Nitin Ramesh had been stuck in a jam for over half-an-hour on the Indiranagar Ring Road. Unable to vent his frustration anywhere, he decided to put up a post about the incident on the Facebook page of the Bangalore City Traffic police (BCTP) in an attempt to discover what was causing the jam.
While the BCTP responded with the contact details of the jurisdictional traffic police to help Mr. Ramesh, they could not, however, follow-up on the issue, owing to the hundreds of new posts flooding onto their page.
To keep a tab on the numerous complaints received through the day, the traffic police have now begun collating data from all posts and messages received on their social media forums to check if the cases were indeed resolved.
This new system will include details of where the complaint came from, the status of the complaint, whether the jurisdictional police team responded to the complaint forwarded to them, and whether it was resolved. Based on Additional Commissioner of Police (Traffic) B. Dayananda’s instructions, the social media team has started collating the data since last week. A chart will be prepared weekly or fortnightly based on the data to follow-up on the complaints, said the team members.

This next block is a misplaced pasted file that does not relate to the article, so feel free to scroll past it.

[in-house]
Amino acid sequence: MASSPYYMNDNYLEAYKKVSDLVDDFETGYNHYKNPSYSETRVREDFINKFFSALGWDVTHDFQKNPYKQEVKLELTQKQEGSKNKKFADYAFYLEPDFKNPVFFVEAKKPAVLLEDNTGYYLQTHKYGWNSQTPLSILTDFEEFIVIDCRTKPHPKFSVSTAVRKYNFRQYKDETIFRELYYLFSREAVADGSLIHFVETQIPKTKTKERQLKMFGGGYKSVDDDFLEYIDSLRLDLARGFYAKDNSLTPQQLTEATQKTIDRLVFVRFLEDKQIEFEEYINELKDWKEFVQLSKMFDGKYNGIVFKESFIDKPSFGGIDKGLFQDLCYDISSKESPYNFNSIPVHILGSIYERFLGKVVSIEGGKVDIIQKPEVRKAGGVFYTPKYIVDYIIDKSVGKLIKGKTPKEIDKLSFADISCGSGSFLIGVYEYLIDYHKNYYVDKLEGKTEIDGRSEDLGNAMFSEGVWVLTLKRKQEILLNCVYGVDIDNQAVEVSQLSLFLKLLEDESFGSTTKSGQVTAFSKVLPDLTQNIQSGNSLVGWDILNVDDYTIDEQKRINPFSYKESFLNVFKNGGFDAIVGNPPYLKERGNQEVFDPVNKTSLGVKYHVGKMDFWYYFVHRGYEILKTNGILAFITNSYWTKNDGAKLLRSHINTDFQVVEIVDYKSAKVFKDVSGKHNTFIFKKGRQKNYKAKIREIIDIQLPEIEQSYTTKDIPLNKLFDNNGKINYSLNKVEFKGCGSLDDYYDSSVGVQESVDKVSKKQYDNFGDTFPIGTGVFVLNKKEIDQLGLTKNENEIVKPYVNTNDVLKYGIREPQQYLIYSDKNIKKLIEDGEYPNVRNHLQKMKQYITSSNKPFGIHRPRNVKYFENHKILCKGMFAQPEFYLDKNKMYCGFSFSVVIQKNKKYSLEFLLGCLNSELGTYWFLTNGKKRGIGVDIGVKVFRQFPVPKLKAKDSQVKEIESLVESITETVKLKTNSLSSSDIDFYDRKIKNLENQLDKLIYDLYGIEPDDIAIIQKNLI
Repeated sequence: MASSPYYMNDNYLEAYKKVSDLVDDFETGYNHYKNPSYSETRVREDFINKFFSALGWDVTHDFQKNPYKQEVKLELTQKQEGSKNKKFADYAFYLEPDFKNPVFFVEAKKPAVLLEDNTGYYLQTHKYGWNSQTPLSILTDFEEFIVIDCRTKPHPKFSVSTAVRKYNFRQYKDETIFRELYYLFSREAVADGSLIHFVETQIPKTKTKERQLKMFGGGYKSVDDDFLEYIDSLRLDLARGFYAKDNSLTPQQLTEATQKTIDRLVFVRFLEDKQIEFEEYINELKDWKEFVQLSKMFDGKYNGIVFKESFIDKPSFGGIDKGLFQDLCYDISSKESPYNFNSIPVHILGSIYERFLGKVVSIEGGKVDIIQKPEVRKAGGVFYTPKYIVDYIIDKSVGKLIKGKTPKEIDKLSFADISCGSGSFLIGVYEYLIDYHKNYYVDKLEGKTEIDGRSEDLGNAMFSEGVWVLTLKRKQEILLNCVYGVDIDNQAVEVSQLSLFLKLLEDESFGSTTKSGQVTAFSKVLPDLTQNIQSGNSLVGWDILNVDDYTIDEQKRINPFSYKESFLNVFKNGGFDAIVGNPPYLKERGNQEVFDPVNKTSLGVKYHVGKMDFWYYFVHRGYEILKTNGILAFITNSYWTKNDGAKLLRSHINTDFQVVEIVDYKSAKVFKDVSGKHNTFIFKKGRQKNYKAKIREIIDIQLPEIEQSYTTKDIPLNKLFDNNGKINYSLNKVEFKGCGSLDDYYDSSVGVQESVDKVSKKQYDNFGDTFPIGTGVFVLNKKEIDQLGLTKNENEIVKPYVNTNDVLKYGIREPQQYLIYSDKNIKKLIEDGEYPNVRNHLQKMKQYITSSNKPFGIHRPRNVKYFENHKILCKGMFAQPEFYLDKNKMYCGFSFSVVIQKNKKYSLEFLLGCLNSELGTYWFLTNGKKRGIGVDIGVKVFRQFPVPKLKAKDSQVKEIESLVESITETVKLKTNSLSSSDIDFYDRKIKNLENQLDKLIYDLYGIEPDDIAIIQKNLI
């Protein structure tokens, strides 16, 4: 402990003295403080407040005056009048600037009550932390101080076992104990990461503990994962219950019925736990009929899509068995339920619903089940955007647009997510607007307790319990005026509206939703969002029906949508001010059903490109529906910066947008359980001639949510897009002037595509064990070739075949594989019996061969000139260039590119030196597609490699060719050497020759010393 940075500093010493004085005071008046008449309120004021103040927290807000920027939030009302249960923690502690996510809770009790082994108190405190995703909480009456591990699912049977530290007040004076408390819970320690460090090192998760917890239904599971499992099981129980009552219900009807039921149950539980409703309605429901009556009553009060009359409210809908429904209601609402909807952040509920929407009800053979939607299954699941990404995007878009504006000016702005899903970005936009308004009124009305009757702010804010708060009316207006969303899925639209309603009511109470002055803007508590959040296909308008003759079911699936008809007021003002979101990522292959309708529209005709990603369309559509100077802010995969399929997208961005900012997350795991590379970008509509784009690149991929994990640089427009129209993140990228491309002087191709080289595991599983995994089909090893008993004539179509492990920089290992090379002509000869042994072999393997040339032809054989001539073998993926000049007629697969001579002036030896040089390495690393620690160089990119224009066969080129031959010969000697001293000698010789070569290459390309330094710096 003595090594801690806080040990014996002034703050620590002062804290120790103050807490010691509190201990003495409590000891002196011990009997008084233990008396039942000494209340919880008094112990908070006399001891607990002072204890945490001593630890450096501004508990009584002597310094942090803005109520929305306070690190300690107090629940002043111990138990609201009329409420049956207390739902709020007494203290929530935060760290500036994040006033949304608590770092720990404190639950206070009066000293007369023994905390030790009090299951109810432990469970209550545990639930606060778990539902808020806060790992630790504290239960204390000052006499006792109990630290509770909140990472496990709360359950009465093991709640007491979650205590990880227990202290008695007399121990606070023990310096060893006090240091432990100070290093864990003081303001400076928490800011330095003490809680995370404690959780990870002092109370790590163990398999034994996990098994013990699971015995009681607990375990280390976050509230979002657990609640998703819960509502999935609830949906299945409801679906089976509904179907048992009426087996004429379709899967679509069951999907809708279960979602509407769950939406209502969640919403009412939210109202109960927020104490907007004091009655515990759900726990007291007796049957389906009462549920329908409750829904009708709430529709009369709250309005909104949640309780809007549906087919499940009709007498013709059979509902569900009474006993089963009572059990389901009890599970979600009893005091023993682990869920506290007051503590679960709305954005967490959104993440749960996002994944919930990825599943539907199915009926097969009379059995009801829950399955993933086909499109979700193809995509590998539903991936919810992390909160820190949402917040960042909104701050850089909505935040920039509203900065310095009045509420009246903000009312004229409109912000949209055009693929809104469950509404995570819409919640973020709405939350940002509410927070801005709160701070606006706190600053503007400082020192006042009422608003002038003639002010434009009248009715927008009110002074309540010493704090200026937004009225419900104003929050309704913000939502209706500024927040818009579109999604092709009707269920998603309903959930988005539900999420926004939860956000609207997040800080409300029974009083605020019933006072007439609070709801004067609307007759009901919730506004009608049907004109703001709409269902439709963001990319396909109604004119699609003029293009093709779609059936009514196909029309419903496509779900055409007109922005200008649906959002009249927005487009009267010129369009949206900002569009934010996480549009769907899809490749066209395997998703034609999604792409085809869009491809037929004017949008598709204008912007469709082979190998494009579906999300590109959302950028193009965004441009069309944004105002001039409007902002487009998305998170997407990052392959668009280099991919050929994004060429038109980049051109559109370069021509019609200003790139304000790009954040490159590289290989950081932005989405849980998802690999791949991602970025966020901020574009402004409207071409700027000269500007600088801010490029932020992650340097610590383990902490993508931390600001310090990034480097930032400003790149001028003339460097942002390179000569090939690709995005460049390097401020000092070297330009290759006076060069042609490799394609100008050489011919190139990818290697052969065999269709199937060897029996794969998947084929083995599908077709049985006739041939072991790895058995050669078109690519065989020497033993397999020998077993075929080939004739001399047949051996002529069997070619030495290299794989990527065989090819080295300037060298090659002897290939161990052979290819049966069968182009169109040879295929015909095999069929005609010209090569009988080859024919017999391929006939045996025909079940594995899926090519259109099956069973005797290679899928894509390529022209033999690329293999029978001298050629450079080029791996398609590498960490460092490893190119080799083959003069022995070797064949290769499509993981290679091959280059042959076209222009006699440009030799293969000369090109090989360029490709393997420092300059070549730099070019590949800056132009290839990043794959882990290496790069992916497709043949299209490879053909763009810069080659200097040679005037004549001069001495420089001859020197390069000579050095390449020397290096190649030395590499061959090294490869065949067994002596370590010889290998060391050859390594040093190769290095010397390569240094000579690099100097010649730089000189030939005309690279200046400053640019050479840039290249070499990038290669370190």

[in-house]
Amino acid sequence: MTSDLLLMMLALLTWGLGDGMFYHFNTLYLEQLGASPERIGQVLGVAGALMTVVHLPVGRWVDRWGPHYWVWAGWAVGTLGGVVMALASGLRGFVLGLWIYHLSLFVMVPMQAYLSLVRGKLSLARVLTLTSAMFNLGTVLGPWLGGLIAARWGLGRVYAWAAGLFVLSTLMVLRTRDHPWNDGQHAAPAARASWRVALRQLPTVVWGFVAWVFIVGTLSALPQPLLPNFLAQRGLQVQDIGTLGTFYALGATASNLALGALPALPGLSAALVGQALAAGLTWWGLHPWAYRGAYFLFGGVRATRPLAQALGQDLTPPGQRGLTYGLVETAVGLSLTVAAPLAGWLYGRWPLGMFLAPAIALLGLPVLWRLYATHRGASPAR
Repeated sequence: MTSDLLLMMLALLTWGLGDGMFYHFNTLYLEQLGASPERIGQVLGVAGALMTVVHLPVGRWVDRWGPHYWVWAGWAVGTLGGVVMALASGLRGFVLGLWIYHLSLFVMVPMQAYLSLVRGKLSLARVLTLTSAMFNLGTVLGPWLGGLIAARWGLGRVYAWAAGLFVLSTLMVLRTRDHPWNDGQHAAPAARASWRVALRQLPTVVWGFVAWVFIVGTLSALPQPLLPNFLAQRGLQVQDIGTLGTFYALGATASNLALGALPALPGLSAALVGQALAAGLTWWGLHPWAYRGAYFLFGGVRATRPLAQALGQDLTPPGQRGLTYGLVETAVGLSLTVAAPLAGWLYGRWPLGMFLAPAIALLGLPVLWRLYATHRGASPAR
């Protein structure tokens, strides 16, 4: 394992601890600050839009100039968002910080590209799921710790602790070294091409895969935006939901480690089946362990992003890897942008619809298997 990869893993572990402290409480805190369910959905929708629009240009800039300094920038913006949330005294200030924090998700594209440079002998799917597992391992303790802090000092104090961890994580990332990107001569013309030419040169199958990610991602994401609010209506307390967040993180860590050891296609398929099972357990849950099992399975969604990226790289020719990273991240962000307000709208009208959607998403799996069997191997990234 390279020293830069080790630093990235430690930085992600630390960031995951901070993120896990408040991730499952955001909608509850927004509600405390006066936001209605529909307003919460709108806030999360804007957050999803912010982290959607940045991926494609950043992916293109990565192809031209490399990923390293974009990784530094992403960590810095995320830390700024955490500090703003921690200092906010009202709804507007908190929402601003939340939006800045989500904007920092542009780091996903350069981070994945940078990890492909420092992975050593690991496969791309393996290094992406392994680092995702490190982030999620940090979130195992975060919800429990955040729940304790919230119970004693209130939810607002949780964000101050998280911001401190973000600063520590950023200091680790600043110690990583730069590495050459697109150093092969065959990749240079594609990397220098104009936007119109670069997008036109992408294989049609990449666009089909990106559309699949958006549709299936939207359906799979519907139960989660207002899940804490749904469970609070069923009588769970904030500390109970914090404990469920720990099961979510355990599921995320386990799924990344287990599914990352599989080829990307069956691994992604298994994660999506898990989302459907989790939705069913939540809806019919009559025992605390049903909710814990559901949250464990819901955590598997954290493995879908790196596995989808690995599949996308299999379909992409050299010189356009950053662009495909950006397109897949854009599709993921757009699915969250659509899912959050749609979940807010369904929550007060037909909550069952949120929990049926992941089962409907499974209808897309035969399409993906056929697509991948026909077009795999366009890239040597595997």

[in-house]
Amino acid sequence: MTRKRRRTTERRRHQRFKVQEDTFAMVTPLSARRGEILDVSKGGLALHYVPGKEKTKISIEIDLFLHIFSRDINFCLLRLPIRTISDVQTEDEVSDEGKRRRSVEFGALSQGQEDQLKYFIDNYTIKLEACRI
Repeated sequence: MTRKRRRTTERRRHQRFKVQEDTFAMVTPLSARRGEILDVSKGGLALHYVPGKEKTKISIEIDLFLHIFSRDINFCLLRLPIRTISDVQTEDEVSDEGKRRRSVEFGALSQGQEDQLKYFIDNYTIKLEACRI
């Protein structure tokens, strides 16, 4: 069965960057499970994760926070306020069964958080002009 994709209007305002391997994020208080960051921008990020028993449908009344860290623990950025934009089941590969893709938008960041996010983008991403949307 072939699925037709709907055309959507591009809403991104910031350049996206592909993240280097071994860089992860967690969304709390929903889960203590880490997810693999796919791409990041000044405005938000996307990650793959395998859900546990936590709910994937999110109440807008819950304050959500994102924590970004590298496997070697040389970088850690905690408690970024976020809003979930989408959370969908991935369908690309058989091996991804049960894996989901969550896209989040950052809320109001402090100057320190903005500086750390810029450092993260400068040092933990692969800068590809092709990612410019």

With this new addition to their duties, the social media team of four has its hands full, what with the handling of numerous online platforms daily.
The team consisting of two constables and two sub-inspectors say they had received nearly 600 comments on their Facebook page on Tuesday alone.
On an average, they receive anywhere between 50 to 200 messages per day on the page apart from the hundreds of messages on their website along with emails and tweets.
Owing to the volume of emails received, the messages are categorized into folders titled: accident, bottleneck, breakdown, pothole, slow moving and traffic jam.
As these email messages contain a Google map link identifying the location of the complainant, the police are able to simply click on the link for the map to reveal the exact problem spot and then communicate it to the local police through the wireless.